All posts for the month February, 2006

This, then this, and this makes me sad. Sad in a gloaty, shouldnadonethathe'sjustaboy way where the evolutionist in me looks forward to a rebirth.

Steve and I were talking yesterday (when he graciously dropped by my class to give the students a talk about real-time rendering), and we've come to see that the future for entertainment can only be minimally pioneered with better and better graphics. This is in stark contrast to a few years back when we argued fitfully, and he claimed that ultimately the graphics were 90% of the sale. Yes Steve, this is my I-told-you-so.

Anyways, the problem today is that games have better graphics, but not better visuals. Visuals here meaning the fundamentals of good art direction, like cinematography, good acting, shot composition, and that ill-defined "style." I've mentioned the Uncanny Valley before, and it's only gotten worse. We've made incredible milestones in shadowing, shading, and surfacing technology, polycounts, texture resolutions, but at the end of the day, an awkward camera angle of a stiff animation of a poorly acted Batman is is never as Batmany as Frank Miller's.

The even deeper problem is that with the novelty of graphics revolution, consumers are plucking down (often to their regret) for deteriorating sequels. They keep EA in business, and tell EA it's not profitable to make anything better than a B- game. The real innovations have suffered for it. AI/physics driven animation, adaptive AI, muscular systems, intelligent camerawork, even fucking blendshapes have, for the most part, taken the backseat to the new titans of what can only be described as "real-time Poser art." Until these changes happen, no matter how good Neo looks in a still, his wooden movement or lack of upper lip realism brings it all crashing down.

The news headlines scream about the gaming industry being bloated. Actually, it's just the opposite, except there's just nothing out there good to spend my eager money on. You know what I mean.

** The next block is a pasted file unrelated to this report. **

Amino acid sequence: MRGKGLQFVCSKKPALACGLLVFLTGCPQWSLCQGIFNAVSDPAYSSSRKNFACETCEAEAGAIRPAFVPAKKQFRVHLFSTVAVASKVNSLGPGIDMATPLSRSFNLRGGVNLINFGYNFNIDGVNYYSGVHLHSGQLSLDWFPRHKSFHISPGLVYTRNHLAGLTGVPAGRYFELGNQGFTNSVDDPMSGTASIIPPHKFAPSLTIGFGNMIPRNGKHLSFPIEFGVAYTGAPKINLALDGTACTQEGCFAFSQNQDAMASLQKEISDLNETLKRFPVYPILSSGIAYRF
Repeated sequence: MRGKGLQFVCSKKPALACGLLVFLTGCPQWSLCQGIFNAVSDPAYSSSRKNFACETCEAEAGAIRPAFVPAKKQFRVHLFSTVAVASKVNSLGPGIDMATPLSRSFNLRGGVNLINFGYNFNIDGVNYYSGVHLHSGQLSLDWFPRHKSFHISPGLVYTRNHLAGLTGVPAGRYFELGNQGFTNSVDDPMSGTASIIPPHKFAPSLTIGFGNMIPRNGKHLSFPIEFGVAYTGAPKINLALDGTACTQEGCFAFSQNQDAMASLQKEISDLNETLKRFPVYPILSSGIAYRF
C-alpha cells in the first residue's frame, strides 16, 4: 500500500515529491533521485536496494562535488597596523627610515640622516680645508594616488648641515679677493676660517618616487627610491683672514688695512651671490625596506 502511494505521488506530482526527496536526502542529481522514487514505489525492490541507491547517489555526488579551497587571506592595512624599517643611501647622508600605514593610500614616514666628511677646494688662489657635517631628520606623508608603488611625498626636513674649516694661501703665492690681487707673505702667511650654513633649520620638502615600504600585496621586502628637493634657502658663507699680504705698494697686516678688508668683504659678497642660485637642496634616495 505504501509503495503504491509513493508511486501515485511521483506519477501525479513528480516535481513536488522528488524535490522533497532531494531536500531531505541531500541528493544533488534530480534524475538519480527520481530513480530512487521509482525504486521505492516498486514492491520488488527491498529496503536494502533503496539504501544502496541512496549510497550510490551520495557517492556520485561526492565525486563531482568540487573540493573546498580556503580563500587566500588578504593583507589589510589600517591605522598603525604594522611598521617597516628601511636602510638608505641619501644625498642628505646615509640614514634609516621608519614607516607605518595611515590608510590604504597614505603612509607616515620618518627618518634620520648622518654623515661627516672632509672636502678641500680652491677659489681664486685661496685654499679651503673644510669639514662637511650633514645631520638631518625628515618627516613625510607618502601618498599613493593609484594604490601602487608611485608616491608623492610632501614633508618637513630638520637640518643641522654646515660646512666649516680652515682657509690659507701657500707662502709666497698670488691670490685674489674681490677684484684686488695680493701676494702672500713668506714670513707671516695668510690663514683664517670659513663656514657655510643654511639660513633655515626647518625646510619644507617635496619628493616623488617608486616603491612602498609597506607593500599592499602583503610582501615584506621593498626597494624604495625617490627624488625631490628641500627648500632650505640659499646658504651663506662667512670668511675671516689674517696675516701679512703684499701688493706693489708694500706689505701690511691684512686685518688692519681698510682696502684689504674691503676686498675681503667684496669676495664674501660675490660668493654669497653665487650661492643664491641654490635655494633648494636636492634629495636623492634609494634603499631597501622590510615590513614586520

I look towards episodic content to save the day. I look towards the revolution it created in Cable TV quality, when you can stop paying when something starts to stink. Then the scam of the $60 game will come crashing down on developers thinking they'll sucker enough folks in for their bottomlines, all the while wondering why milking their big brands gets less profitable every year. I look towards Valve's Lost Coast as an big step in this direction. Though Valve may fail (their stories are frankly eons behind cable TV), they'll bravely open new ground for a consumer base that purchases more responsibly, perhaps enough to put an end to these Scavengers of Licenseploitation ruining games, movies, and comics all at once.

So in addition to the classes I teach, I am now also taking over for the previous audio/video lab technician. My first duty was to troubleshoot some Mac networking. My first impressions are that OSX has an exceptional GUI and when IHATEMACHATEMAC DETEST HATE MACMACHATEDETEST STUPIDMAC even with mutiple users. Of course, if you use their version of explorer, Finder, you can IHATEMACHATEMACDETEST HATEMACMACHATE DETEST STUPIDMACIHATE MACHATEMAC DETESTHATEMACMACHATE DETEST STUPIDMAC pretty common. All in all, I feel that IHATE MACHATEMACDETEST HATEMACMACHATE DETESTSTUPIDMAC and isn't so bad once you get used to it. I hate macs.

Yeah yeah, I'll get over it. Just can't stand not having complete and immediate access to everything. Some Apple nerd is going to try to set me straight, but I won't budge. I've seen you guys in line at the iPod releases. "Bleek" and "autocorrosive" were the first two words that popped into mind.

Picked up Advance Wars DS from Fry's, got re-ddicted enough to this sterling series to let Xstine order a navy DS Lite from LikSang. The compromise involved letting her get a bunch of retarded toys like a pixelated Mario mouse and Naruto keychains. At least now we won't have to fight over the DS when she wants to train her Nintendog. I'm going to buy a chihuahua when we get the money, call it Walker, give him a ten-gallon hat, and instead of "sit" and "liedown" his tricks will be "roundhouse" and "give me AIDS." He'll be able to kick so hard his foot will break the speed of light to travel back in time to kill Toto in the make-up trailer.